22 SES 04 C, Academic Work and Professional Development
This study contributes to providing insights into the curriculum development in higher education from the point of view of scholars. Curriculum development is irremovable and regular part of universities. It has always – stronger or weaker – strategic, temporal and administrative structures which may arise from the global, national or local origin. Among the scholars, the guidelines coming from the structural level are often criticized in everyday discussions and emerge also in research (e.g. Antunes, 2012).
Nevertheless, it is people, scholars, who essentially design curriculum within the structures. They have agency in the curriculum development processes but also in shaping the structures. However, there is still lacuna in understanding the processes of curriculum development and the dynamics between the individual, social and contextual factors in higher education; what kind of agency is taken or given, and how the agency is embraced, delivered or reproduced in curriculum design.
In this study, the research interest is on the descriptions through which individual scholars locate themselves into social structures of the curriculum design in two different temporal and structural contexts: first, during an intermission of curriculum development preceding strong autonomy in designing previous, mostly subject-based curricula, and second, during a comprehensive curriculum reform concerning the whole university. In the reform process, the number of study programmes was reduced heavily. In addition there was an organizational shift from subject-based education to degree programmes with curricula to be based on learning outcomes. A longitudinal study investigated the same people in 2009 and 2012. We focus on how the scholars describe the interplay between structure and agency in curriculum development and what kind of differences or changes in agency emerge, and how these may be explained.
Our theoretical approach to curriculum development is based on the ideas and concepts arising from curriculum studies and social theory. We understand curriculum development as an intentional and dynamic process, revealing the values, beliefs and principles in relation to learning, understanding, knowledge and disciplines, and the cultural and political purposes of higher education (e.g. Barnett & Coate, 2005; Pinar, Reynolds, Slattery & Taubman, 1995). Following the ideas of Giddens (1991) and Archer (2003), we suggest that the structures and agents are mutually constitutive entities also in curriculum reforms and development. Curriculum development can be characterized as a negotiation process within certain structural constraints and opportunities. Agency and structure are ways to characterize social processes. Ashwin (2009) has explored with these concepts teaching-learning interaction in higher education, and now our aim is to apply the concepts into the interactive and dynamic social processes in curriculum development. According to Ashwin (2009), in agency it is question of projects of human agents, and in structure it is question of the factors that enable or constrain such projects. We see agency broadly, relying on Ashwin, who does not limit the agency to individuals, but also groups may have agentic projects. Besides, structural-agentic processes can be present both at micro and macro level social phenomena. In curriculum development, the agency and structure exist at both levels shaping the process. By combining the approaches of curriculum studies and social theory, we aim to understand the wider social processes in higher education from a novel perspective.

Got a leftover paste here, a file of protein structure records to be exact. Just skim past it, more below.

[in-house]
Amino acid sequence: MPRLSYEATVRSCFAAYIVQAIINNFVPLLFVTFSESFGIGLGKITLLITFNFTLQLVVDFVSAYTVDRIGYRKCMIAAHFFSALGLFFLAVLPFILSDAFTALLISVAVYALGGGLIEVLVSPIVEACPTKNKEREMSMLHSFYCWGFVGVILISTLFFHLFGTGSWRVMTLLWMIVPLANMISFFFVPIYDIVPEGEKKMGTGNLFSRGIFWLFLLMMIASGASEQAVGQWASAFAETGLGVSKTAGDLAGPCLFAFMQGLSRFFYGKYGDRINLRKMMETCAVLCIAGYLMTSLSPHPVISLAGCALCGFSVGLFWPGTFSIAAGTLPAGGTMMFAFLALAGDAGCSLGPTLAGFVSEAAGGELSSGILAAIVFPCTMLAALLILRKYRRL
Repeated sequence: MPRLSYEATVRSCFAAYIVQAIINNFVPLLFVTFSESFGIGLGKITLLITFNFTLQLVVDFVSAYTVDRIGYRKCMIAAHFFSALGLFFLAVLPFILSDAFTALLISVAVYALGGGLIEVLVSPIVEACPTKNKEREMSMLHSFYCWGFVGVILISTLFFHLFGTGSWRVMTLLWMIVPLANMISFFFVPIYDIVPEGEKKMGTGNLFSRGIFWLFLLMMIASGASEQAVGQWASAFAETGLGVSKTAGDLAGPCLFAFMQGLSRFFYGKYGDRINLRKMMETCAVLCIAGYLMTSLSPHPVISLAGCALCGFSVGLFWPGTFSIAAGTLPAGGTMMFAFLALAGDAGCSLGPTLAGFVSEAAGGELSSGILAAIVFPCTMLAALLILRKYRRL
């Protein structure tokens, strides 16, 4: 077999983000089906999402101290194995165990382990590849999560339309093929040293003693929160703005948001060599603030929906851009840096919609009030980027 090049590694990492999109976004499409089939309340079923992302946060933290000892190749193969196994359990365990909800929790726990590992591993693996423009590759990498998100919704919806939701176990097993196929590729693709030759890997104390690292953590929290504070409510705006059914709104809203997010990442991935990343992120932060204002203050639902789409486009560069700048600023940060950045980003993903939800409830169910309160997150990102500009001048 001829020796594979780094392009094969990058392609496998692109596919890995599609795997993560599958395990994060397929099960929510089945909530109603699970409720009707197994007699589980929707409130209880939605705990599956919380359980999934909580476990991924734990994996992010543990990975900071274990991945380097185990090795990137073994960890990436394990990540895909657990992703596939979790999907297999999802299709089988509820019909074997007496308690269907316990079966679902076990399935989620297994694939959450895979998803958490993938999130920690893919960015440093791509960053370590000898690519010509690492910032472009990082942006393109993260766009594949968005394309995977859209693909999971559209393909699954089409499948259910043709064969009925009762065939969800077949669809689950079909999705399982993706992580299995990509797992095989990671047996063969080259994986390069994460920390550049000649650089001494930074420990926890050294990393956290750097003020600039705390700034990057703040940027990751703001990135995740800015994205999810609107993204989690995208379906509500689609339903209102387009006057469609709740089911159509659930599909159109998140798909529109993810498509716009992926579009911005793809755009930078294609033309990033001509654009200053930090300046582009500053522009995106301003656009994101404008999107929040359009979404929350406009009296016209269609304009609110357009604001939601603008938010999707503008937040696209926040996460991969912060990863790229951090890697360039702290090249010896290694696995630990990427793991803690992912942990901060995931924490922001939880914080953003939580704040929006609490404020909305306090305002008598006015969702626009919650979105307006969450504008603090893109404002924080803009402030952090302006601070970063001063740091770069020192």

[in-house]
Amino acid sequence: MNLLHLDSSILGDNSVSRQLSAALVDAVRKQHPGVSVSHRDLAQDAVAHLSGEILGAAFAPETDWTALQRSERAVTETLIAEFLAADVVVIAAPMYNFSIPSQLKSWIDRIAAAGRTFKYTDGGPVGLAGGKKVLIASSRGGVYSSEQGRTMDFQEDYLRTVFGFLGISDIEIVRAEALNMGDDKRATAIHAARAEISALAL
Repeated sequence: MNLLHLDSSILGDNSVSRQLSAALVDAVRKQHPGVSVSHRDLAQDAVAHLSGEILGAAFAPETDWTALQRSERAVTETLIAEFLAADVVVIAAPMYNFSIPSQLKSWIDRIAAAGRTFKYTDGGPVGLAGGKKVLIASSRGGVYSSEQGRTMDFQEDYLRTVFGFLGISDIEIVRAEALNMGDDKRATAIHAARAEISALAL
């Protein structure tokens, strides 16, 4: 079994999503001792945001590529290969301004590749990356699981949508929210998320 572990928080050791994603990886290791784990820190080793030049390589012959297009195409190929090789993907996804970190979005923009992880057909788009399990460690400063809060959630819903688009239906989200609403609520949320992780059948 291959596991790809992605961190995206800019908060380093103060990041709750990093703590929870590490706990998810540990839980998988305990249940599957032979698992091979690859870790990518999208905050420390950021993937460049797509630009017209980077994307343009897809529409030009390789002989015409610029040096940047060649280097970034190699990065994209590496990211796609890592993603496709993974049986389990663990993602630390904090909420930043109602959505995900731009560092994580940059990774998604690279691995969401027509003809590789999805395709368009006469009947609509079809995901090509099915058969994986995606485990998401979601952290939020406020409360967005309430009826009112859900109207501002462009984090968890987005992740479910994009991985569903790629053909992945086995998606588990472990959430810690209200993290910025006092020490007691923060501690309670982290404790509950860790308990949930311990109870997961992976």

Annala, J. & Mäkinen, M. (2011) Research-teaching nexus in higher education in curriculum design. Transnational Curriculum Inquiry, 8(1), 3–25. Antunes, F. (2012)‘Tuning’ education for the market in ‘Europe’? Qualifications, competences and learning outcomes: reform and action on the shop floor. European Educational Research Journal 11(3), 446–469. Archer, M. (2003). Structure, agency and the internal conversation. Cambridge: Cambridge University Press. Ashwin, P. (2009) Analysing teaching-learning interactions in higher education. Accounting for structure and agency. London & NY: Continuum. Barnett, R. & Coate, K. (2005). Engaging the curriculum in higher education. Berkshire: McGraw-Hill Education. Giddens, A. (1991). Structuration theory: Past, present and future. In C. Bryant & D. Jay (eds.) Giddens’ theory of structuration. A crtitical appreciation. NY & London: Routledge. Kondracki, N., Wellman, N. & Amundson, D. (2002). Content analysis: review of methods and their applications in nutrition education. Journal of Nutrition Education and Behaviour, 34(4), 224–230. Krippendorff, K. (2004). Content Analysis: An introduction to its methodology. 2. edition. CA, Thousand Oaks: Sage. Mäkinen, M. & Annala, J. (2010). Meanings behind curriculum development in higher education. PRIME, 4 (2), 9–24. Pinar, W.F., Reynolds, W.M., Slattery, P. & Taubman, P.M. (1995). Understanding curriculum. An introduction to the study of historical and contemporary curriculum discourses. New York: Peter Lang.
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